|Publication number||US3853876 A|
|Publication date||Dec 10, 1974|
|Filing date||Mar 6, 1972|
|Priority date||Mar 6, 1972|
|Also published as||DE2310572A1|
|Publication number||US 3853876 A, US 3853876A, US-A-3853876, US3853876 A, US3853876A|
|Inventors||M Wolf, J Sellstedt, R Fenichel|
|Original Assignee||American Home Prod|
|Export Citation||BiBTeX, EndNote, RefMan|
|Patent Citations (6), Non-Patent Citations (2), Referenced by (2), Classifications (21)|
|External Links: USPTO, USPTO Assignment, Espacenet|
United States Patent 1191 Wolf et al. 1 Dec. 10, 1974 ORTHO-MERCAPTOAROYLAMIDES AND 3,489,797 1/1970 Koenig et a1 260/29386 SALTS THEREOF ABSTRACT OF THE 3,631,102 12/1971 Narayanan et a1 260/293.86
. 3,635,976 1/1972 Shetty 260/268 c DISCLOSURE 3,654,296 4/1972 Bolhofer 260/268 c Inventors: Milton Wolf, West Chester; John H.
Sellstedt, Prussia; Richard L. Fenichel, Wyncote, all of Pa.
American Home Products Corporation, New York, NY.
Filed: Mar. 6, 1972 Appl. No.: 232,250
References Cited UNITED STATES PATENTS OTHER PUBLICATIONS Y. G.,Perron et al., J. Med. Chem, Jan. 1966, pg. 141.
Elderfield, Heterocyclic Compounds, Vol. 5. pp. 560-561, OD 400 E4 C2, Wiley.
Primary ExaminerDonald G. Daus Assistant Examiner-7D. Wheeler Attorney, Agent, or FirmRichard Jackson 5 7] ABSTRACT Ortho-mercaptoaroylamides and pharmaceutically acceptable salts thereof exhibit hypoglycemic activity in warm-blooded animals. The compounds may be' prepared directly by the reaction of a secondary amine with a 2-imino-l ,3-benzothiazin-4-one or indirectly by the reaction of the desired amine with (ochlorocarbonylphenyl) dithioether followed by reduction of the disulfide linkage.
10 Claims, No Drawings ORTHO-MERCAPTOAROYLAMIDES AND SALTS THEREOF ABSTRACT OF THE DISCLOSURE BACKGROUND OF THE INVENTION In the past, various substituted phenylsulfonyl ureas, substituted biguanides and insulin derivatives have been employed as hypoglycemic agents, U.S. Pat. Nos. 2,538,018; 2,961,377; 2,968,158; 3,041,331 and 3,349,124.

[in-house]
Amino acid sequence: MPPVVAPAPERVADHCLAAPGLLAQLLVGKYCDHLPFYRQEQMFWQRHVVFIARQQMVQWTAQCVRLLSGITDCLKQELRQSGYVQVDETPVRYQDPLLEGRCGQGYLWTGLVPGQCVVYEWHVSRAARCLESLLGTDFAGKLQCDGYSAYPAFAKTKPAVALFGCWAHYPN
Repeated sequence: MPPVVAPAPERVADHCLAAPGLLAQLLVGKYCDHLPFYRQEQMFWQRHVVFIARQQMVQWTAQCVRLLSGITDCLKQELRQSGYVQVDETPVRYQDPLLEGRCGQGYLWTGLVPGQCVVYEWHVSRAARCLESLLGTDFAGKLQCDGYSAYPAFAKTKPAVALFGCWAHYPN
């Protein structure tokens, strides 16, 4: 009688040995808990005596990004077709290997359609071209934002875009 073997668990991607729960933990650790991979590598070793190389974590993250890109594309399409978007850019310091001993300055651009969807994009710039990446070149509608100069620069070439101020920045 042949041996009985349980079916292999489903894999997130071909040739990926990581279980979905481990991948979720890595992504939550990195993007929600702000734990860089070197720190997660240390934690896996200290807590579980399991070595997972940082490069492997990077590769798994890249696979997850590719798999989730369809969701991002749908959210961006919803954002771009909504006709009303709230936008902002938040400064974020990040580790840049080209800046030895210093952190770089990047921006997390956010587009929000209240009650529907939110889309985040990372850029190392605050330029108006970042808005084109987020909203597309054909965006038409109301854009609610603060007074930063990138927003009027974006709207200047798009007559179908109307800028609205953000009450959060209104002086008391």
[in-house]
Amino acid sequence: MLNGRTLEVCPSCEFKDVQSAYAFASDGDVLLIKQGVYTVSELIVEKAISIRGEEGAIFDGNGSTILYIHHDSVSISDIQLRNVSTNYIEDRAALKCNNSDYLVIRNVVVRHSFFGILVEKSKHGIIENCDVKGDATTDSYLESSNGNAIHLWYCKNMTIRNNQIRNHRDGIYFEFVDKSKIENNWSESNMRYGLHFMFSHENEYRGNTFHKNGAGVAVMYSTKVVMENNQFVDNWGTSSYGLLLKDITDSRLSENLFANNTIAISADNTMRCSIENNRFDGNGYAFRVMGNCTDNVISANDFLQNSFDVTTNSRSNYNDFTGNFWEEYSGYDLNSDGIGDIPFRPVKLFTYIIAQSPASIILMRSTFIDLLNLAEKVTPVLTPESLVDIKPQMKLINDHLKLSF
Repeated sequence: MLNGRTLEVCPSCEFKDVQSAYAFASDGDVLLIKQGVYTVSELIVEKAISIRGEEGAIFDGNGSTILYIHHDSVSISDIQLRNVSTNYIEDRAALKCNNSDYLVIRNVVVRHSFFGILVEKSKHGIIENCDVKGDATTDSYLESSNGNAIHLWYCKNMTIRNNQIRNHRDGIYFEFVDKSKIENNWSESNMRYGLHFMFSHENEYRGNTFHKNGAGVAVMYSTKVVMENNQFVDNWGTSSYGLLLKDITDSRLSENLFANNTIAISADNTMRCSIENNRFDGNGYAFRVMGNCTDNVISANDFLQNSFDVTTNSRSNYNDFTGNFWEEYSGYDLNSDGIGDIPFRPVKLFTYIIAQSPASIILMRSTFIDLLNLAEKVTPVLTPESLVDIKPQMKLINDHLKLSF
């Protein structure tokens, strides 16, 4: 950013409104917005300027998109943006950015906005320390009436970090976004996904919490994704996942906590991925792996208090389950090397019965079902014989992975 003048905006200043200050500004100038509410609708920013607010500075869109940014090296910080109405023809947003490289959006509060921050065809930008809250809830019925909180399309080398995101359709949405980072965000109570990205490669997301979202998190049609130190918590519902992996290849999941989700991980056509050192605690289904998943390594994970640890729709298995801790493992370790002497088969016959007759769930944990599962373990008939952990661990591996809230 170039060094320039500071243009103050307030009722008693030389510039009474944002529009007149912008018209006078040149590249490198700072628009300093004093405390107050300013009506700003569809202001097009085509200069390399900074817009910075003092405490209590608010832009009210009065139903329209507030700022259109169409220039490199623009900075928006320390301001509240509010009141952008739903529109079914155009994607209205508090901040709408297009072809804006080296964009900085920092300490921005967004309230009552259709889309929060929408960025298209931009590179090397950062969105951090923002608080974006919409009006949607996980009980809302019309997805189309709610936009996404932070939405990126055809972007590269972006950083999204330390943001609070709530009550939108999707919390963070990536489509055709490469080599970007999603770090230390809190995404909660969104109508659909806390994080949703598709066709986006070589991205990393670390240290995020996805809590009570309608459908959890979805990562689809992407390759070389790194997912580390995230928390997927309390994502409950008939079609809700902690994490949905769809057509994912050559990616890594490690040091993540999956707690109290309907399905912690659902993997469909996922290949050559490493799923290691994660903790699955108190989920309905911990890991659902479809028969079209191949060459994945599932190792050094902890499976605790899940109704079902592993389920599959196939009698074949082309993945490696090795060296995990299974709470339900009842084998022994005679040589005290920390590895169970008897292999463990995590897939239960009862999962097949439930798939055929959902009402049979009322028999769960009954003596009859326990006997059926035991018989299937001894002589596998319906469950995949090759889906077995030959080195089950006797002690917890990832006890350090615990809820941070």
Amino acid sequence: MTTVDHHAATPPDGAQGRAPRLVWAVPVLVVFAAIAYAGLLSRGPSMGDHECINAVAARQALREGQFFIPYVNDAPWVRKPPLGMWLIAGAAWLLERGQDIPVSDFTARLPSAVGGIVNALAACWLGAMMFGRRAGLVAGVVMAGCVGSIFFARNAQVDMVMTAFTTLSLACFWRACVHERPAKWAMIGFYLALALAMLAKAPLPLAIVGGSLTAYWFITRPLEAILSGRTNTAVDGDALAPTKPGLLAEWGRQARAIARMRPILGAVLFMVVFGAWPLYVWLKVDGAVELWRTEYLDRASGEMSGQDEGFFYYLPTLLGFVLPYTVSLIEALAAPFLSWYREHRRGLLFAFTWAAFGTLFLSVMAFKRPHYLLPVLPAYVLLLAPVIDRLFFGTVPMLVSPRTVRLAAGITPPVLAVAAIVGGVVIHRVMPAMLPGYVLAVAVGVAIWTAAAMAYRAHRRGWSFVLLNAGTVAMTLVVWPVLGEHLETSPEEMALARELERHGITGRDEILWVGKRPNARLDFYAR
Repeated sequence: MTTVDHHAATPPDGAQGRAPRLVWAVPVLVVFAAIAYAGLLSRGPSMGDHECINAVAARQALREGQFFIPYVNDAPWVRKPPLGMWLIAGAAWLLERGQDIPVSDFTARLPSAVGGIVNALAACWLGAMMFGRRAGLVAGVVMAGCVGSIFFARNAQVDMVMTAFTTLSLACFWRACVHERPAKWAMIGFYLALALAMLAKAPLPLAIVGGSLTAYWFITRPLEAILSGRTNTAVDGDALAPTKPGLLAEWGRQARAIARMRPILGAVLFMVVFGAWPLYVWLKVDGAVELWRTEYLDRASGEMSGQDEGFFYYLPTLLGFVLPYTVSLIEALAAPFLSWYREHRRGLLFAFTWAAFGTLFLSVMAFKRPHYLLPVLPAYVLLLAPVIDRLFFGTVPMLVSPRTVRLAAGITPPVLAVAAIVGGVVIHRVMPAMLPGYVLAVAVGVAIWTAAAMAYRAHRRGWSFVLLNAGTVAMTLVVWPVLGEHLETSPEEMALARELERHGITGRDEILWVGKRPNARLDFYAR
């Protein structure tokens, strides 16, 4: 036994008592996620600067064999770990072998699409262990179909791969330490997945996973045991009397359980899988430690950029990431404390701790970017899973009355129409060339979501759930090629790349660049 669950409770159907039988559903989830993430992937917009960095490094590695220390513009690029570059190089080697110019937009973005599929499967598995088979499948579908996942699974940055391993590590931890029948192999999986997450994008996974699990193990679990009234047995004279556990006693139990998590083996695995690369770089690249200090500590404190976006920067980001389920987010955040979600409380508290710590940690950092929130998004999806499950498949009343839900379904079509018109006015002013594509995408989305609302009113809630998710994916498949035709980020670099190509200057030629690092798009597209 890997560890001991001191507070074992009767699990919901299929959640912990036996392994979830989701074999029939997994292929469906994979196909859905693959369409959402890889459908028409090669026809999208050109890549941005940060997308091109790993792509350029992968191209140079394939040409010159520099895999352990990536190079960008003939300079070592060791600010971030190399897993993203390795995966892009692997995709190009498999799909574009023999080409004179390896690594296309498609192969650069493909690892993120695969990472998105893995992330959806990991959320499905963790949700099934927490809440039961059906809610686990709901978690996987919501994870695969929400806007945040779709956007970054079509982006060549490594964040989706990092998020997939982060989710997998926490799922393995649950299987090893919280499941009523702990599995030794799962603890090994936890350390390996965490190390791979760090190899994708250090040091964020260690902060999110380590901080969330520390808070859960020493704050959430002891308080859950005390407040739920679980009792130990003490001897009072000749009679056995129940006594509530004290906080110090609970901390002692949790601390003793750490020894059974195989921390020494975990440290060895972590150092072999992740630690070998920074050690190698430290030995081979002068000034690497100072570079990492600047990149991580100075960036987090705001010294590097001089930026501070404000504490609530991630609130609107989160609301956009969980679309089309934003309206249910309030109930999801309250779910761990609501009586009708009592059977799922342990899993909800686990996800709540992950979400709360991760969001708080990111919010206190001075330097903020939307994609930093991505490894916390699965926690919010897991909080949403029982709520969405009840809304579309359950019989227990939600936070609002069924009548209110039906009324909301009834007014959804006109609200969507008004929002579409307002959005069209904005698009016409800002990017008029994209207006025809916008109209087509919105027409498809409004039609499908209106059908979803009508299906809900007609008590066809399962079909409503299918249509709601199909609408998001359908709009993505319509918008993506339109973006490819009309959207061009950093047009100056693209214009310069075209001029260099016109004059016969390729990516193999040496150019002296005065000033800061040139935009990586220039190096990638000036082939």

BRIEF DESCRIPTION OF THE INVENTION It has now been found that certain orthomercaptobenzoic acid amides and their pharmaceutically acceptable salts reduce the blood sugar level in warm-blooded animals.
Thus, in accordance with this invention there is provided certain novel hypoglycemic agents possessing the orthomercaptobenzoic acid amide structure in which the amide moiety is a l-azacycloalkyl radical containing from 3 to 7 carbon atoms, and pharmaceutically acceptable salts thereof. In addition, there is provided pharmaceutical compositions containing as an active ingredient, the ortho-mercaptobenzoic acid amides of this invention.
Furthermore, in accordance with this invention, there is provided processes for the production of the hypoglycemic agents and for their administration to a hyperglycemic warm-blooded animal.
DETAILED DESCRIPTION OF THE INVENTION The compounds of this invention are generically definable as Npolymethylenemercaptoaroylarhides of the formula:
in which R and R are independently H, lower alkyl, aryl of 6 to 10 carbon atoms, (lower)alkoxyaryl of 7 to 1 1 carbon atoms, m-trifluoromethylaryl of 7 to 11 carbon atoms, an azacarbocyclic aromatic radical of to 9 carbon atoms, OI-I, SI-I, lower alkoxy, lower alkylthio, lower alkylsulfonyl, CF F, --Cl, Br, I, NO SCN, di(l0wer)alkylamino, CONI-I SO NH carboxy(lower)alin which R R R and R are independently selected from the group consisting of H, lower alkyl, lower alkoxy,